Faceless Bands #4: Toto


In the late-Seventies, the members of Toto were some of the most in-demand musicians in the world. Many of them had played together on albums by Boz Scaggs, Steely Dan and Michael Jackson. Finally, they decided to join forces to create a very sophisticated version of arena rock. Knowing that these men had the chops to play anything from jazz to R&B to pop, it was surprising when critics heard the first release from the self-titled debut album called “Hold the Line.” But, teens like me ate it up. And, Toto was off to the races.

After the huge debut album, Toto had decreasing success with their next two albums. But, in 1982, the band fell upon an arena rock style that rarely hid their R&B roots on their album Toto IV. This album went on to sell loads of albums, in addition to winning the Grammy for Album of the Year. The album was so big that four songs were big hit songs, including the Grammy-winning Record of the Year and Song of the Year song “Rosanna”, which was written about the late-drummer Jeff Porcaro’s then-girlfriend Rosanne Arquette. That song peaked at number 2 on Billboard‘s Hot 100 Singles chart.

But, the big hit from the album, and the one that seems to have stood the test of time, was the off-beat slow song “Africa.” This song showed the range that the band was truly capable of. Toto was able to pulled a neo-African rhythm while staying true to arena rock’s DNA. Now, I have seen that song covered on the T.V. show Glee and have even seen the song done acapella by college and high school choirs. The song did hit number one during the soft rock/yacht rock era, the band’s only number one song.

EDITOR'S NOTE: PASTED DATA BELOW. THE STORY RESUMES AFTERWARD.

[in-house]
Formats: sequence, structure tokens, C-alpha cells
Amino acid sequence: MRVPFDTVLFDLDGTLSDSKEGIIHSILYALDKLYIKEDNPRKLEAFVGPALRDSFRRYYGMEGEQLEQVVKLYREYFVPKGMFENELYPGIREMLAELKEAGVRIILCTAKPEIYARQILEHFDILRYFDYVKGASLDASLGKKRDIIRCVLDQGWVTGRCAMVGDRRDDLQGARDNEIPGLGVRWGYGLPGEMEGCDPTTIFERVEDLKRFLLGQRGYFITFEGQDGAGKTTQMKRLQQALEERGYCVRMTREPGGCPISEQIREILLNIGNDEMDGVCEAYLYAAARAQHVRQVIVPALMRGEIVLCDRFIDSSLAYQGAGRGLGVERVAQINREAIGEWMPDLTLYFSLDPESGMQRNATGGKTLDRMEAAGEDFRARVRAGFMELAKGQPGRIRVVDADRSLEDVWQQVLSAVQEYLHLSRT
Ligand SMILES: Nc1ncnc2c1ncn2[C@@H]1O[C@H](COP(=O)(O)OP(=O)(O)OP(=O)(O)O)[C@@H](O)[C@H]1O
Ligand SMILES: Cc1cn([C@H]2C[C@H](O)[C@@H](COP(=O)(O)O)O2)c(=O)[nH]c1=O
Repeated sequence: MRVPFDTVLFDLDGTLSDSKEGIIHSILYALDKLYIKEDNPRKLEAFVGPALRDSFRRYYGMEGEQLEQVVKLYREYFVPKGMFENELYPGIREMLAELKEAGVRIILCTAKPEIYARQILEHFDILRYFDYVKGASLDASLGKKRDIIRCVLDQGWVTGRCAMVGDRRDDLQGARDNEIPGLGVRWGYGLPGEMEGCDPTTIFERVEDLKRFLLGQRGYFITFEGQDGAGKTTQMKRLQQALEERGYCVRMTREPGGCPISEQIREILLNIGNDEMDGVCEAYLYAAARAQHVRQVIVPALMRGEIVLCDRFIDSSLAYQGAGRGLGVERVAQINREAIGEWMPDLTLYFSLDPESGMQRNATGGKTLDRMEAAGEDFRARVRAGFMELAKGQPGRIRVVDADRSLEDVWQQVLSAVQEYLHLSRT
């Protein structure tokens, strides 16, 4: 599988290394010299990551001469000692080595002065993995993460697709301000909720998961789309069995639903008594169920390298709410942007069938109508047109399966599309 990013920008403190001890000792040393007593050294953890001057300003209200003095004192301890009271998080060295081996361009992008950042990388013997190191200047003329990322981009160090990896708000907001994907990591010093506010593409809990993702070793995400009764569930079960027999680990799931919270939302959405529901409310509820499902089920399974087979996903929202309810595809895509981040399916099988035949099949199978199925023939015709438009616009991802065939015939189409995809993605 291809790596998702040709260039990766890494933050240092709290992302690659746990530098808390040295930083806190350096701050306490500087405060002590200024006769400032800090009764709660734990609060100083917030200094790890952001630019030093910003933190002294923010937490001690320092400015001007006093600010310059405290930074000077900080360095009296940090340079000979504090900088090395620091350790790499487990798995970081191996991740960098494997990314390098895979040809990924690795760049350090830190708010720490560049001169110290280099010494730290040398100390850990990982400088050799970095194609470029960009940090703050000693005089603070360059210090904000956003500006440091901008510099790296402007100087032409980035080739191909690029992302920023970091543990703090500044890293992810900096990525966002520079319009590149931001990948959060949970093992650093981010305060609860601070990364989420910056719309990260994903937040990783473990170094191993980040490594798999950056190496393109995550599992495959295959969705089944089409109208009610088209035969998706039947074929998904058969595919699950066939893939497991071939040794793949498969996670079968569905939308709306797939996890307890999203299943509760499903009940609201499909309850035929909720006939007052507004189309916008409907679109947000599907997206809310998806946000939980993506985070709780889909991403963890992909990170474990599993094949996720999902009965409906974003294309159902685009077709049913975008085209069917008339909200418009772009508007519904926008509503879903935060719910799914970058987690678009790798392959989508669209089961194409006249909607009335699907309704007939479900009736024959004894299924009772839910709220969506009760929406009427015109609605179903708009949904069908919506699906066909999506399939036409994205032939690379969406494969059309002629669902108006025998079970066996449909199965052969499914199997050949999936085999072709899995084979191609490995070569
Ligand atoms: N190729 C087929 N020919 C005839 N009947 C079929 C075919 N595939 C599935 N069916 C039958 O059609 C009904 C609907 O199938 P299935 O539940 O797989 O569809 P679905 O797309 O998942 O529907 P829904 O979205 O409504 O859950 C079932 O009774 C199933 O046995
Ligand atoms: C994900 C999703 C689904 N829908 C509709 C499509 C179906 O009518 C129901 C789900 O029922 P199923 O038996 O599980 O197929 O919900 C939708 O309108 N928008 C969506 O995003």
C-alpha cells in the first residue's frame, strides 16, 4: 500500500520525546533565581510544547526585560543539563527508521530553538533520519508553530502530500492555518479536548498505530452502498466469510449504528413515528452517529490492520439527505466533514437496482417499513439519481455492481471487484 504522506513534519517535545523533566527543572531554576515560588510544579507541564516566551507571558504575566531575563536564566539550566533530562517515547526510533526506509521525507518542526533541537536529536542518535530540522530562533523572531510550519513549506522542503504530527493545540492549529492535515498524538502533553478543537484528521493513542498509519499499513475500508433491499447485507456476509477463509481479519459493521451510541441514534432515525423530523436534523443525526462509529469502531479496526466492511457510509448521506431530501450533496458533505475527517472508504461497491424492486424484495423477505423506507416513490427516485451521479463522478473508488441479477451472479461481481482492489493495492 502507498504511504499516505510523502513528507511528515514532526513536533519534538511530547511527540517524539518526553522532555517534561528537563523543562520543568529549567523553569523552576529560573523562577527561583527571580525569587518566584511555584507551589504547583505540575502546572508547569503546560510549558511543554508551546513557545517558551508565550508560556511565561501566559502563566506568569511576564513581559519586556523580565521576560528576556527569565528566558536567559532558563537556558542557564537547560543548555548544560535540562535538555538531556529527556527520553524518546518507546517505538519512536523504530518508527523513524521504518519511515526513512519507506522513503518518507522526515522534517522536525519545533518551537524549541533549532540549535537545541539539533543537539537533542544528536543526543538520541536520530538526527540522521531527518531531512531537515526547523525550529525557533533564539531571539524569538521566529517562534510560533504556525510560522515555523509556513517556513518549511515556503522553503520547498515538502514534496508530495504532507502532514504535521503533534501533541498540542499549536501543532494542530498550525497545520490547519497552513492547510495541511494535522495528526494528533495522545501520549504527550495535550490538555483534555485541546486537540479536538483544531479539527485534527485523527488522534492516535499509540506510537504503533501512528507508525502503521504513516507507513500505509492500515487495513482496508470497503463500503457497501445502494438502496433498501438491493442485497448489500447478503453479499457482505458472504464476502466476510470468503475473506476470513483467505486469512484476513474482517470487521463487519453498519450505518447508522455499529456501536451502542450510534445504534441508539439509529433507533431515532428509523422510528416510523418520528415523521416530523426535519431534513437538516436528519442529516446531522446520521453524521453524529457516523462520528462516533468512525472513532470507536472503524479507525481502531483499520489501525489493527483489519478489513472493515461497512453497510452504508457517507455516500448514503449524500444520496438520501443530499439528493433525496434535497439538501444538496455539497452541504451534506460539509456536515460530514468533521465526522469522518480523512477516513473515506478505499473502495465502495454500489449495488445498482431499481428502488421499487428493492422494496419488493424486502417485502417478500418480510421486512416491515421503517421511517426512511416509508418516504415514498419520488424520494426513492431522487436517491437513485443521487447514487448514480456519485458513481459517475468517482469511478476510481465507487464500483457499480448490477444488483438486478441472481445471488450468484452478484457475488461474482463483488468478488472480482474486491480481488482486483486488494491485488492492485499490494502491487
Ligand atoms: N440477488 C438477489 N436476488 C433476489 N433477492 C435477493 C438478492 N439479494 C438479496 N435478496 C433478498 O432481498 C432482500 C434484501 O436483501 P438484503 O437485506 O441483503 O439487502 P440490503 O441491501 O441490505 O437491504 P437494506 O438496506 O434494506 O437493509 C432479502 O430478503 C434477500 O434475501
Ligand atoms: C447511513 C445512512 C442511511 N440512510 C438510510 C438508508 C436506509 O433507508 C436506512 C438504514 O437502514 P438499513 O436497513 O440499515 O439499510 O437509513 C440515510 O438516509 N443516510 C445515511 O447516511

Two other songs were released but to less success. For the life of me, I will NEVER understand why the last song released from the album, “I Won’t Hold You Back”. The song was a classic slow-dance song. As someone who DJ-ed a few dances back in the Eighties, I know the value of a good underused slow song to people who want to turn the dance into a big make-out session. And, this song worked every time I played it toward the end of the night. I saw it. I may have even lived it, wink wink, nudge nudge.

After Toto IV, the band did not experience the success of that fourth album. And it may have been due to the fact that the band’s membership has been in constant flux. Drummer Jeff Porcaro passed away in 1992. The current line-up looks very little like the original, with guitarist Steve Lukather, keyboardist David Paich, and keyboardist Steve Porcaro are only original members left in the band, even though Steve Porcaro sat out from 1987 until his return last year. On the other hand, David Paich took a break from the band during the 2007-08 tour but has been back ever since.

But, for one magic year, Toto was on top of the world. And, honestly, the album holds up well, with great playing and great songs. But, that seemed to be the thing about the second generation of faceless bands, their success was short-lived.

Author: ifmyalbumscouldtalk

I am just a long-time music fan who used to be a high school science teacher and a varsity coach of several high school athletic teams. Before that, I worked as a medical technologist at three hospitals in their labs, mainly as a microbiologist. I am retired/disabled (Failed Back Surgery Syndrome), and this is my attempt to remain a human. Additionally, I am a serious vinyl aficionado, with a CD addiction and a love of reading about rock history. Finally, I am a fan of Prince, Cheap Trick, Tom Petty, R.E.M., Hall & Oates, Springsteen, Paul Weller & his bands and Power Pop music.

2 thoughts on “Faceless Bands #4: Toto”

  1. It seems that nearly every album recorded in Los Angeles between say 1975 and 1984 had at least one member of Toto playing on it doesn’t it? The proof’s in the liner notes.


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